Modified implant surfaces by PVD techniques have excellent strong bonding, uniform dense film layer, corrosion resistance, improved surface hardness and superior biocompatibility fit for the human body [19]. Surface coating was studied by depositing Ag-integrated TiO2 coatings by thermal evaporation along with micro-arc oxidation to improve the corrosion resistance and bioactivity on the titanium implants [20]. The sputtering process tuned the implants’ surface with high mechanical, chemical, thermal properties and osseointegration, mostly with the ceramic materials [21]. The PVD technique is a promising approach for fabricating surface-modified material for wear resistance and scratch resistance coatings, especially for load bearing applications including total knee and hip replacement prostheses. Different coatings materials such as TiN, TaN, TiZrN, WN, WMoN, TiC and ZrC have been used for load-bearing applications.
CVD techniques are a promising method for bio-ceramic coatings with bulk, amorphous, film, single/poly-crystalline and powder materials to achieve controlled crystal phase and microstructure and to improve biocompatibility [22]. Hydroxyapatite powder coating was applied to the metal implants through plasma spray to support bonding between the living bone and the metal implant [23].
Sol–gel coating is performed at low temperature with complex geometries, low-cost method, but it is not much suitable for implant coatings due to low wear resistance and high permeability [24]. Electrodeposition coating is used by the implant industries since fast deposition, uniform coating thickness and morphology can be controlled onto implant materials [25]. Ion implantation process is performed for metal implants at low temperature with direct addition of ions of elements in controlled environment to attain the desired properties. Ceramic coatings are mostly employed for dental implants which include both bioactive (HA and Ca3(PO4)2) and inert ceramics (Al2O3 and ZrO2) [26].These materials improve both biological as well as mechanical properties of implants. Alteration of polymer coatings on the implant surface is easy and categorized into natural (chitosan, collagen, gelatin, alginate, cellulose) and synthetic polymers such as poly (lactic acid), poly (lacto-co-glycolic acid), polydopamine, etc. [27]. Polymer coatings on implants are mostly performed by sol–gel, dip coatings, spin coating, electrospinning, etc. These polymers are mostly used for organ regeneration onto implants, but there is a possibility of in vivo inflammation at some point of degradation [28].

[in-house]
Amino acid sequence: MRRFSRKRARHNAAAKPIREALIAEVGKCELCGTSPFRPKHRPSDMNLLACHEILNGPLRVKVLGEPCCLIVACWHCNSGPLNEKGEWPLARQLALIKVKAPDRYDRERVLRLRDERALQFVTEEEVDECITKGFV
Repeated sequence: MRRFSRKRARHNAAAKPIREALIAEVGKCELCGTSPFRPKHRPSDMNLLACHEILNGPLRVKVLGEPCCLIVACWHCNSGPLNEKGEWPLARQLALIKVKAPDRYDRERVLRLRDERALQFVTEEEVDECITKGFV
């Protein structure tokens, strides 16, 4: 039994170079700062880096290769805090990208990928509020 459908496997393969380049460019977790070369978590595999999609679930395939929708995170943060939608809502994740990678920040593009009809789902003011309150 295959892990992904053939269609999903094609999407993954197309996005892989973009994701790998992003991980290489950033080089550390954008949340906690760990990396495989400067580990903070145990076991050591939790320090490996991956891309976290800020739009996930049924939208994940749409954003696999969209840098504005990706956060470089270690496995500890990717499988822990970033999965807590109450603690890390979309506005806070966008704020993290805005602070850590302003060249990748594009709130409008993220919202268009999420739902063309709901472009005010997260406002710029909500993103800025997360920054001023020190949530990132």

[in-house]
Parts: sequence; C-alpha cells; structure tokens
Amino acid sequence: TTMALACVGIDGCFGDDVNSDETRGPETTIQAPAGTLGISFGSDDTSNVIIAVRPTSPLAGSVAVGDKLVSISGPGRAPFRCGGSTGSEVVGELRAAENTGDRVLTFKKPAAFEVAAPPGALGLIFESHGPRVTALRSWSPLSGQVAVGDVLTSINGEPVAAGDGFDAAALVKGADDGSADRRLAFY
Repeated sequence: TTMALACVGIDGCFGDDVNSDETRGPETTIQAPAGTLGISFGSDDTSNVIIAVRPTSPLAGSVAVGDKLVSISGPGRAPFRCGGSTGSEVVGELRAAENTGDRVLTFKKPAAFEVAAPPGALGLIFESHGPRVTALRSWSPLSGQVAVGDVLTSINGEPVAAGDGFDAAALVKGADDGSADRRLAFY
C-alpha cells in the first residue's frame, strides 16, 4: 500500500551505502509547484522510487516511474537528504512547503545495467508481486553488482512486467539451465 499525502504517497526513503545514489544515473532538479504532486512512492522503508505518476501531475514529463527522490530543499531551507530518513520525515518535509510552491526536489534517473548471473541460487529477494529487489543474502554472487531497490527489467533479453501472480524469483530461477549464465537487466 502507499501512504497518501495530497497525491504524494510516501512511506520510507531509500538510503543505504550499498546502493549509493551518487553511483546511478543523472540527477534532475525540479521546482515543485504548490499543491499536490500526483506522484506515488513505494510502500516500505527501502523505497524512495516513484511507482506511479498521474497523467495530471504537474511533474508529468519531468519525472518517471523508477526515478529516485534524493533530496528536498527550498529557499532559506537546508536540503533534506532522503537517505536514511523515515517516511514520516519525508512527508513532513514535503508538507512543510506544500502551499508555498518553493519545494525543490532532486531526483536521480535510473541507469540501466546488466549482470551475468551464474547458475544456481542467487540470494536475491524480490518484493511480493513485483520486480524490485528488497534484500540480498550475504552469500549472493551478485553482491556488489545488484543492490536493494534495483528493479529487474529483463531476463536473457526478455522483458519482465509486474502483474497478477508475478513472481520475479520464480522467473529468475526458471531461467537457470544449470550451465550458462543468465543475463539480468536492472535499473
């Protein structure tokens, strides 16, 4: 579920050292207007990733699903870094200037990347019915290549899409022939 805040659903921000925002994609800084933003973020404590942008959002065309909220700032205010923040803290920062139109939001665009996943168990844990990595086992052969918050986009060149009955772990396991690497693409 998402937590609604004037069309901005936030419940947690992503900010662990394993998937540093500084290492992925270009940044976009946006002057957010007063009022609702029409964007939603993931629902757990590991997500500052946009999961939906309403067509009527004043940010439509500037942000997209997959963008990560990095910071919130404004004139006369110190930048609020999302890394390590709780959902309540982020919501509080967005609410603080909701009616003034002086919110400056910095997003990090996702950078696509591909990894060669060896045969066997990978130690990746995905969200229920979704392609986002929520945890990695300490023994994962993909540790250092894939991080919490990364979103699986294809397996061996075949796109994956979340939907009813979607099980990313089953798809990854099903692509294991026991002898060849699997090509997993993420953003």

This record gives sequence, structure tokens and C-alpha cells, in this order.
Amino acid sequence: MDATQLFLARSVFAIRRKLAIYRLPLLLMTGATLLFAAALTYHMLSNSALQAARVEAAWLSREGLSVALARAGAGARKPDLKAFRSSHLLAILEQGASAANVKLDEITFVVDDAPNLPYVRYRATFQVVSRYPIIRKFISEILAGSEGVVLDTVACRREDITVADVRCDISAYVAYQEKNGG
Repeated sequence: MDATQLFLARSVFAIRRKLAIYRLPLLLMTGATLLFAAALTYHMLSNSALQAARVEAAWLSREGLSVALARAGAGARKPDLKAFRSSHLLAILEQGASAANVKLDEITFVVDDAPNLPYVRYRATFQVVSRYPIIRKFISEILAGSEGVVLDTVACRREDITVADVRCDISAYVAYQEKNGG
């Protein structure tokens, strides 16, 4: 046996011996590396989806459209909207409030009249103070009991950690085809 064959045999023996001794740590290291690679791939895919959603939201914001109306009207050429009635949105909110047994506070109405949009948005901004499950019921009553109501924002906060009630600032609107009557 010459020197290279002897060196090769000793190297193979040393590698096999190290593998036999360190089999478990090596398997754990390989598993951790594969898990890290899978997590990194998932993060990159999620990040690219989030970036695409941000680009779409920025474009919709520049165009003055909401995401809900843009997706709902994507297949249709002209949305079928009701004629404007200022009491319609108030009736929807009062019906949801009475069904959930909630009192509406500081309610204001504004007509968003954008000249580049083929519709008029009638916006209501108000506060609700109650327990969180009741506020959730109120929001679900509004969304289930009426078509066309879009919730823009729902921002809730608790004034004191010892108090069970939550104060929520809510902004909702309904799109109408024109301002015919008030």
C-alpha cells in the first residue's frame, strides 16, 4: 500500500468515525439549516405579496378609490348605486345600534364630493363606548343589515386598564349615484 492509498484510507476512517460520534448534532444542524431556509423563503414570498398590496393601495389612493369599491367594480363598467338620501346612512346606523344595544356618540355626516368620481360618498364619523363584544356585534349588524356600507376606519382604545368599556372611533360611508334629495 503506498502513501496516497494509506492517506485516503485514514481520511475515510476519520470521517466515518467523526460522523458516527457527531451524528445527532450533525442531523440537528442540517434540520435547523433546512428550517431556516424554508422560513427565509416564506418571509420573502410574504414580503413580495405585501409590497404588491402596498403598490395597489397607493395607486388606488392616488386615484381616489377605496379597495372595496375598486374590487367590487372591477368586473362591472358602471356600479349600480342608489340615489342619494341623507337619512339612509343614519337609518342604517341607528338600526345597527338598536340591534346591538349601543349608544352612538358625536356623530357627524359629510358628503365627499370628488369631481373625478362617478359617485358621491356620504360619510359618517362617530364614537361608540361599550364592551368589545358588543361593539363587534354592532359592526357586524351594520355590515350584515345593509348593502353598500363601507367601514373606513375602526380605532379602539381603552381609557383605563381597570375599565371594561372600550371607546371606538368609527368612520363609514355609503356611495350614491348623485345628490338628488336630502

Many implant materials are susceptible to bacterial adhesion where Cu, Ag, Zn nanoparticles and other antibiotic materials which have biocidal properties are incorporated in surface-modified film. Hybrid implant coatings are prevalent as two dissimilar materials have different function, chemistry and biocompatibility which serve as protective layers with smart multifunctional properties. Nanocomposite coatings of hydroxyapatite along with carbon nanotube, zirconia, bioactive glass, chitosan, TiO2, collagen, etc., is investigated to avoid the problems related to HAP. Nanocomposite of alumina, graphene and hydroxyapatite coatings were carried out on Ti–6Al–4V alloy of bone implant to increase tribo-mechanical and antibacterial properties [29]. There are many other complications of surface-modified implants which have been noticed because of poor integration of implants, mechanical instability and infections.